2. It is not fair to her to be both the primary caregiver and be queen socialite, and that she needs to let me know what I could do to take the load off her.  I told her she can start trusting me little by little.

-She generally agreed, and thought of a few things I could do that would help.  There were some DD things, but also other adult things (i.e., laundry, making her lunches) that would help her a lot.  My feeling is DD things will come, but getting wife back is the more immediate need, so I agreed.

3. I do not expect pre-kid level interaction.  That's dumb and insane; there's another human to take care of now, and that takes time and energy.  I was just hoping we could get some of our spark back.

-She agreed and was relieved to hear this.

4. I want a great relationship with DD, and that requires wife to trust me more.

-She agreed and said she is working on trusting me more.  She said there was one time I was driving with DD in our neighborhood (extremely small, residential), and I used my car dash to return a call, and that caused her to lose trust.  Side note -- I was stopped at a stop sign with no cars in sight.  Anyway, I told her nitpicking like that will just shut me out.  None of us are perfect.  She said she will work on it.  This is probably the subject of an entirely different conversation, and perhaps mom groups (see below) will resolve this without further intervention from me, so I just let this one be for now.

5. I encouraged her to join social groups.

-To my surprise, she had two groups she wanted to do.  Public library and a little toddler's music club.  She was weary of the music club because it is $60/month, and she thought I'd be mad, but I told her it was money well spent.  Good socialization for her and DD.

6.  My being alone at the office has a lot more of an effect on me than she thinks, or that I let off.  I need social interaction, and I need to start doing more stuff with other people.  I was very clear to frame this as "It's unfair for me to pin all of my social needs on you," and not "you don't fulfill me, so I need to do stuff with other people."  I explained pretty clearly that it would be impossible for her to fill that social void for me, so I just need to do stuff.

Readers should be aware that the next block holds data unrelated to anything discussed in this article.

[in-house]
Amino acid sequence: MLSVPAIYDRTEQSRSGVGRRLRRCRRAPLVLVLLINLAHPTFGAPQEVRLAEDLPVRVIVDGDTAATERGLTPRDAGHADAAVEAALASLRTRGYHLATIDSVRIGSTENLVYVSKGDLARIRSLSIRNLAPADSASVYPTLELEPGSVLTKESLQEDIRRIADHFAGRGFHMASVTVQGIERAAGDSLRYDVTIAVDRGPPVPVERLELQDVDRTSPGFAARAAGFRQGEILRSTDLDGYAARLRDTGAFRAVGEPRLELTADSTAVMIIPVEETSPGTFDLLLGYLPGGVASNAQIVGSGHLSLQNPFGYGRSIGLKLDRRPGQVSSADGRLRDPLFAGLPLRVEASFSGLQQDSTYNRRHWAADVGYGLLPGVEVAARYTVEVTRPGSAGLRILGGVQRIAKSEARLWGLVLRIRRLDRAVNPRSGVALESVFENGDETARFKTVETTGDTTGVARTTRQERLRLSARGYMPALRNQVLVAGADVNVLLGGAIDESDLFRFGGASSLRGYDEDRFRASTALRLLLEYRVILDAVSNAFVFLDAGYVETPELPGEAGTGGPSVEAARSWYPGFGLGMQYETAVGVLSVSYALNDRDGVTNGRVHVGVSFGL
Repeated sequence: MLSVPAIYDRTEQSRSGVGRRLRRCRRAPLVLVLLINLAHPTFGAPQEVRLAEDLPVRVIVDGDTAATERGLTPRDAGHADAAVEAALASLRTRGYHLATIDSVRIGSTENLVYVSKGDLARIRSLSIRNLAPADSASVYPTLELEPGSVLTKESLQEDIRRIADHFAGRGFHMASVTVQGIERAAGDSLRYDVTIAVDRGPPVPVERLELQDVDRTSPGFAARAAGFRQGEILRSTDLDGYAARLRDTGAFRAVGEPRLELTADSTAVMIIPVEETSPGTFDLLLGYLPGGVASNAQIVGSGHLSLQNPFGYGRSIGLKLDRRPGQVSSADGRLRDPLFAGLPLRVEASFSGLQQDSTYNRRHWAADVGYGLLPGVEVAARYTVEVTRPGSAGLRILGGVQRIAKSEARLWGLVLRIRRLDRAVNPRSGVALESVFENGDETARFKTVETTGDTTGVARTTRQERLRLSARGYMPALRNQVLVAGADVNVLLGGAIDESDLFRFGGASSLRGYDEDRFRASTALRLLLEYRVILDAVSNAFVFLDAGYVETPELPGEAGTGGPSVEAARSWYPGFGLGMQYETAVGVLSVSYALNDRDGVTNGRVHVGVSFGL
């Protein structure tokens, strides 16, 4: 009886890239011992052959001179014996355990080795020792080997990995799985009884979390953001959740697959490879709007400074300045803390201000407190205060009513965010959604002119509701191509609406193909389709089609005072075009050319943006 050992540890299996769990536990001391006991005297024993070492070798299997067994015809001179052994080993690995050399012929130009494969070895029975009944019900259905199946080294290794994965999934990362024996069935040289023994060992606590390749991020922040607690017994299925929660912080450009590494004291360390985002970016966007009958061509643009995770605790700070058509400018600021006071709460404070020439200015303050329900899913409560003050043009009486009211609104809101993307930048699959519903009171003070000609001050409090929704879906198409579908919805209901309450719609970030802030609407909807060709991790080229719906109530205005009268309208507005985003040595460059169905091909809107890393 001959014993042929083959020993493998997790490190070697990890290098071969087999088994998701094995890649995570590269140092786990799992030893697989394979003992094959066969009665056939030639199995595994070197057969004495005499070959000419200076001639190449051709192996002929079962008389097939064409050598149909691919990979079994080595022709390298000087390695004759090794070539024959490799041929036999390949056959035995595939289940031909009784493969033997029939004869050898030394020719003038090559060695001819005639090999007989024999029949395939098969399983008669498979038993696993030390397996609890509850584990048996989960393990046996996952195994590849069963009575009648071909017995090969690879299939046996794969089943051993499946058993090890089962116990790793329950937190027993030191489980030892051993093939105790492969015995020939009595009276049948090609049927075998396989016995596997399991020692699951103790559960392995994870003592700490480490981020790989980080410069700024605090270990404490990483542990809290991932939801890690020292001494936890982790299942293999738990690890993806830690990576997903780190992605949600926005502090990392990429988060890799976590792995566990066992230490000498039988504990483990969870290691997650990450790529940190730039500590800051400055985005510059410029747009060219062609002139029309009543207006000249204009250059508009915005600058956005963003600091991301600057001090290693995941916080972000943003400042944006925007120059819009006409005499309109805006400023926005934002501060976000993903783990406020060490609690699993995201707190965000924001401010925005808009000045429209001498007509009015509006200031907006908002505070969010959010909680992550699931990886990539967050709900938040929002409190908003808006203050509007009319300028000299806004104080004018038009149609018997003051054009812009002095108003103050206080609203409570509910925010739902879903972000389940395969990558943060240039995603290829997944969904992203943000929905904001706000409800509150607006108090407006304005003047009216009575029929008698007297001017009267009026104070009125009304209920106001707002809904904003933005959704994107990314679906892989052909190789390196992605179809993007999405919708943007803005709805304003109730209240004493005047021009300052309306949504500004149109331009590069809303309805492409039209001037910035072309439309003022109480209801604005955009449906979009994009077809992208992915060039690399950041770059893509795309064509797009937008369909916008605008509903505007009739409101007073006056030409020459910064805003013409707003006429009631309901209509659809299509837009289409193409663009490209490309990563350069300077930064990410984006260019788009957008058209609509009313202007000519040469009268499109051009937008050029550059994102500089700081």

I also told her how people need a "third space" -- home, work, and a third space (club, church, etc.) -- and I don't even have a "second" space due to little interaction at work.  So, I just need to play cards with the guys, golf, maybe join the Y, go to church more (even without her if necessary), etc.

-She agreed.  She told me she liked when I met other people in my field because she knew I needed that time, and she likes the little alone time she gets.  Might be more a fun golf year next year.

7.  In retrospect, with the holidays and everything, my wife has cut her exercise back, and hasn't meal prepped like she normally does.  I told her I'd help return her to normal levels on both fronts, which mostly includes getting up earlier during the week and meal prepping for her on Sundays.

-Obviously very appreciative.

8. Most importantly, told her I unconditionally loved her, and that this is what people mean when they say "marriage takes work."

----------------

Overall a great talk.  We followed up by making cauliflower pizzas, something we always used to do.  Then we hate-watched the Bachelor and screamed so loud at the TV we woke up DD.  Then some sex.  Yay sex.

Good start.


Fantastic! You are incredible for being able to process and present the advice offered here in a manner that your SO can respond to, and she is incredible for listening, being honest, and taking steps in a positive direction. Hopefully this is the dawn of a new era.

ysette9

  • Walrus Stache
  • *******
  • Posts: 7429
  • Location: Bay Area, CA
    • The Best Is Yet To Come
Re: Marriage Hardly Recognizable After First Kid
« Reply #59 on: January 08, 2020, 08:01:42 AM »